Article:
How do Australian policymakers frame the causes of and policy solutions to poverty? A critical examination of Anti-Poverty Week parliamentary debates from 2012 to 2021

Philip Mendes, Steven Roche

Research output: Contribution to journalArticleResearchpeer-review


In recent decades, poverty has increasingly been marginalised in Australian policy discourse. One strategy used by social justice advocates to revitalise a poverty policy agenda has been the annual Anti-Poverty Week campaign, which aims to stimulate community debate around policy innovations to relieve poverty. This paper analyses the Commonwealth parliamentary debates around Anti-Poverty Week for 10 years from 2012 to 2021. We analyse and compare how politicians from three political parties – the Liberal and National Party Coalition, the Australian Labor Party and The Australian Greens – identified the key statistics for and groups in poverty, their sources of evidence, the consequences of poverty for those affected, the causes of poverty including whether or not disadvantage was linked to wider structural inequities, and the framing of poverty and potential policy solutions. Some conclusions are drawn from these findings about potential strategies for reinvigorating the poverty debate.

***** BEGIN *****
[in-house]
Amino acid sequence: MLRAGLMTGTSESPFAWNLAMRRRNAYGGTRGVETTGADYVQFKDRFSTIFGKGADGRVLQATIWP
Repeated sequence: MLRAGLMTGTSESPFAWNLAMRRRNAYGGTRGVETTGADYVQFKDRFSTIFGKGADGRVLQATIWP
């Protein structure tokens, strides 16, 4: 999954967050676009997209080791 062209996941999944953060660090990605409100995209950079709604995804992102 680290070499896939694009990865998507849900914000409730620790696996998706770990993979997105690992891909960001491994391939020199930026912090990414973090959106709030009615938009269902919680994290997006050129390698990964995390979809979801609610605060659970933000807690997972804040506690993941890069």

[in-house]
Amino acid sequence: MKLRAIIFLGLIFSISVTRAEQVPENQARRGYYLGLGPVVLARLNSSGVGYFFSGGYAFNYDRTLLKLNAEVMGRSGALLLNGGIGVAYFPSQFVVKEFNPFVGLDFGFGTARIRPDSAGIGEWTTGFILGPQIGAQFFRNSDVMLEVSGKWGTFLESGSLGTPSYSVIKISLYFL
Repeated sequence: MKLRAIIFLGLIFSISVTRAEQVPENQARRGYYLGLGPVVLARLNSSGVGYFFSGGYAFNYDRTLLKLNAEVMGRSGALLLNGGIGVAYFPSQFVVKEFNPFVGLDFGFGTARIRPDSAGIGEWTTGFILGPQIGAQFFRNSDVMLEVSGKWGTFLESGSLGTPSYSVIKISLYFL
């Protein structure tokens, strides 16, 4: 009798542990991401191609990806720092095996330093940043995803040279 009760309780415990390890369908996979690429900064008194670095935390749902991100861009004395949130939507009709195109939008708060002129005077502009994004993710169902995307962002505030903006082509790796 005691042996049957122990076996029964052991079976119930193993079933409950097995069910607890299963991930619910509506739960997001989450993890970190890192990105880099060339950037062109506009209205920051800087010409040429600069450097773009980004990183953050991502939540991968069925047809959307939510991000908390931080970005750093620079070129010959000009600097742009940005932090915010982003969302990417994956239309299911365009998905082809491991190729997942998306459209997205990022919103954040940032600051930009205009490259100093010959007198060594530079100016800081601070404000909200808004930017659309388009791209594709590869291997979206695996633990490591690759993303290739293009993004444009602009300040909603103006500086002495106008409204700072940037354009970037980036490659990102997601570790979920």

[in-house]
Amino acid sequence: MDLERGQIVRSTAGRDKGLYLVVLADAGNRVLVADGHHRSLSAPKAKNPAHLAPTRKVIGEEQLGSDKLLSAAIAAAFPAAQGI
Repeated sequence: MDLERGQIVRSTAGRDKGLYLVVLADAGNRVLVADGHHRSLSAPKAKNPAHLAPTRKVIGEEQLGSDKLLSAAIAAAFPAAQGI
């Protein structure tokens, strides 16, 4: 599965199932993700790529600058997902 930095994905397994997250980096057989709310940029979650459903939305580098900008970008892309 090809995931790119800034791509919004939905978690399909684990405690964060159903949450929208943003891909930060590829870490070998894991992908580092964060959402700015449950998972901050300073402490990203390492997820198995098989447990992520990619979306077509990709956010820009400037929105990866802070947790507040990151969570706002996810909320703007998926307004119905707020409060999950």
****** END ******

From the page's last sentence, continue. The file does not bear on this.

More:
Original languageEnglish
Pages (from-to)592-606
Number of pages15
JournalAustralian Journal of Social Issues
Issue number3
Publication statusPublished - Sept 2023


  • Anti-Poverty Week campaign
  • parliamentary debates
  • poverty
  • social justice advocacy

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